VENICE WATCH: McDormand hails female stories

VENICE, Italy (AP) — The Venice Film Festival is bringing 11 days of red carpet premieres, innovative movies and Hollywood glamour to the Italian city. Here's what has been catching the eye of The Associated Press:

FRANCES MCDORMAND HAILS WOMEN'S STORIES

Frances McDormand says her latest project, "Olive Kitteridge," is unusual — its central character is a woman over 40.

The Academy Award-winning actress is in Venice with the four-part HBO miniseries, in which she plays an acerbic schoolteacher in a small Maine town full of troubled souls.

"It's kind of a subversive act to tell a story of a woman past a certain age, to develop a four-hour movie based on a marriage and a story of two people past middle age," McDormand told The Associated Press.

The 57-year-old, who won an Oscar for "Fargo," received a career prize from the Italian festival on Monday before a red-carpet screening of the show.

Based on Elizabeth Strout's Pulitzer Prize-winning novel, "Olive Kitteridge" is directed by Lisa Cholodenko, whose big-screen features include "Laurel Canyon" and "The Kids Are All Right."

It's due to air on HBO in November, but McDormand said the creators thought of it more as a four-hour movie than a TV show. She said the length was necessary to give the story room to breathe.

"Ninety minutes isn't enough for a female story," she said. "You can skim the surface in 90 minutes, but you can't really get to the heart of anything.

"Long-format television is a better way to tell a female story."

—By Jill Lawless, http://Twitter.com/JillLawless

SKARSGARD PRAISES 'FUN' VON TRIER

Lars von Trier has been called many things — brilliant, tasteless, provocative. Fun-loving guy is generally not one of them.

But frequent collaborator Stellan Skarsgard says he agrees "to everything he asks me to do," because working with von Trier is so much fun.

"It might not always be pleasant watching his films, but that's different," Skarsgard said at a Venice news conference for von Trier's five-and-a-half-hour porn-and-storytelling epic "Nymphomaniac."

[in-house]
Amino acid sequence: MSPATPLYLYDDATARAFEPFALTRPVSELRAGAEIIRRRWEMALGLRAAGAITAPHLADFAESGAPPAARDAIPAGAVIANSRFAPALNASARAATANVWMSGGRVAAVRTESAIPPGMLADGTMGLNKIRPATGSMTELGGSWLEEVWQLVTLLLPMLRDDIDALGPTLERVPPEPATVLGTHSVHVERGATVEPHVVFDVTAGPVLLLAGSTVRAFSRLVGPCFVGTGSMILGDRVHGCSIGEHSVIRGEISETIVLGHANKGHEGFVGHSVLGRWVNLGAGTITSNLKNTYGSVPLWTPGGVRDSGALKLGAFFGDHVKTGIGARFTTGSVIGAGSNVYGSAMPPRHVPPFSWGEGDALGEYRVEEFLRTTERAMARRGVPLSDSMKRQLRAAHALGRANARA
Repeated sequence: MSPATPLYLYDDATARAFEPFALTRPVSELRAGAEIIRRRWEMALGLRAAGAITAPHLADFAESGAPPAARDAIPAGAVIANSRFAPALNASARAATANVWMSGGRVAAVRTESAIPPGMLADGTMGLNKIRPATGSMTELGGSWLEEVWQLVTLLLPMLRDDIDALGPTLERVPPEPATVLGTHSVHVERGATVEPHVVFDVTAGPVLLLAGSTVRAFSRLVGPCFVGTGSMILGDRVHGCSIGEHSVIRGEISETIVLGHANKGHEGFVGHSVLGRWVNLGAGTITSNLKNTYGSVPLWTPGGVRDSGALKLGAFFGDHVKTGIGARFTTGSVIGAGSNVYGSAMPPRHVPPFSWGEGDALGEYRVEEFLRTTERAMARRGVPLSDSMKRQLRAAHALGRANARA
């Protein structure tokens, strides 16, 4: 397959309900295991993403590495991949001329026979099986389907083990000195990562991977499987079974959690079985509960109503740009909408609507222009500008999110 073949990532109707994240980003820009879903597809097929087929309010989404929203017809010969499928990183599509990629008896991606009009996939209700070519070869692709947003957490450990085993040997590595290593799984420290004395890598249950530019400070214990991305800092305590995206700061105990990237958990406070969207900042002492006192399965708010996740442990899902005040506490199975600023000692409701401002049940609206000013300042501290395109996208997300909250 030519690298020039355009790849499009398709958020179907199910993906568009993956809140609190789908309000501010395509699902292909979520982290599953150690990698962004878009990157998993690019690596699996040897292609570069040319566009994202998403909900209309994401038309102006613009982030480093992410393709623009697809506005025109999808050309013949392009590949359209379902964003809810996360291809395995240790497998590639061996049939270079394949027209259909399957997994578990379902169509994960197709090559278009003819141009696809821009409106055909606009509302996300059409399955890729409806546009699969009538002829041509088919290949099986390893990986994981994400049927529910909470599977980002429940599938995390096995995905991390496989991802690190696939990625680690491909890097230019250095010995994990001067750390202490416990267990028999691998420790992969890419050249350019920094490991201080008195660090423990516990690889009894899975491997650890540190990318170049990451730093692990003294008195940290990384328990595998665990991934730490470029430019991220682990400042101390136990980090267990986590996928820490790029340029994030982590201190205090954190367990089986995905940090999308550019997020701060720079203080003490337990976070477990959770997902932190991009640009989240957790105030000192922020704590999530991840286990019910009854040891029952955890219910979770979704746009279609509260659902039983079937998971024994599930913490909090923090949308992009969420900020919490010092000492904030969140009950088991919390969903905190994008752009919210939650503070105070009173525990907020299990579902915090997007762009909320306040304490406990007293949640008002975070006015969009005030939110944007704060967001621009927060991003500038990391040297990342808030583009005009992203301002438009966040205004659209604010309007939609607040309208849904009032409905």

Skarsgard said he agreed the moment von Trier called him and said "Stellan, my next film will be a porno film and I would like you to play the male lead."

"Who could resist an invitation like that?"

Von Trier was banished from the Cannes Film Festival three years ago for saying he could sympathize "a little bit" with Hitler.

Afterward, the director said he would no longer speak in public, and didn't attend Monday's news conference. Instead, Skarsgard phoned him with journalists' questions and then relayed the answers.

Producer Louise Vesth announced that von Trier's next project will be an English-language TV series entitled "The House That Jack Built."

"Nymphomaniac" — whose director's cut is screening in Venice — stars Charlotte Gainsbourg as a sexually insatiable woman with a taste for S&M who tells her eventful life story to Skarsgard's quiet intellectual.

Skarsgard said making it had been educational.

"I know a little more about female sexuality, but it's still a mystery," Skarsgard said. "On the other hand, my own sexuality is also a mystery."

—By Jill Lawless, http://Twitter.com/JillLawless

MIDDLE EAST CONFLICT TOUCHES 'VILLA TOUMA'

"Villa Touma" is a movie about a home, caught up in a dispute about its homeland.

Arab-Israeli director Suha Arraf submitted her drama about three Palestinian sisters living in their ancestral house in Ramallah to the Venice Film Festival as a Palestinian entry. That sparked demands for her to return the Israeli public money that went in to the movie.

Arraf believes she is caught up in mounting hostility to Arabs in Israel, heightened by the recent Gaza conflict.

"I think if my film came before the war, maybe they would talk about why it's Palestinian and not Israeli, but not a storm like this," the director said during an interview in Venice.

"I think Gaza has made people totally crazy. We've suffered, as Palestinians inside Israel, a lot in the last two months." She said Arabs had been harassed on the street and some Israelis had boycotted Arab-owned shops and restaurants.

"What's happening to me, Suha, as a director is part of what is happening to all the Palestinians inside Israel in the last two months," she said.

—By Zara Eldridge

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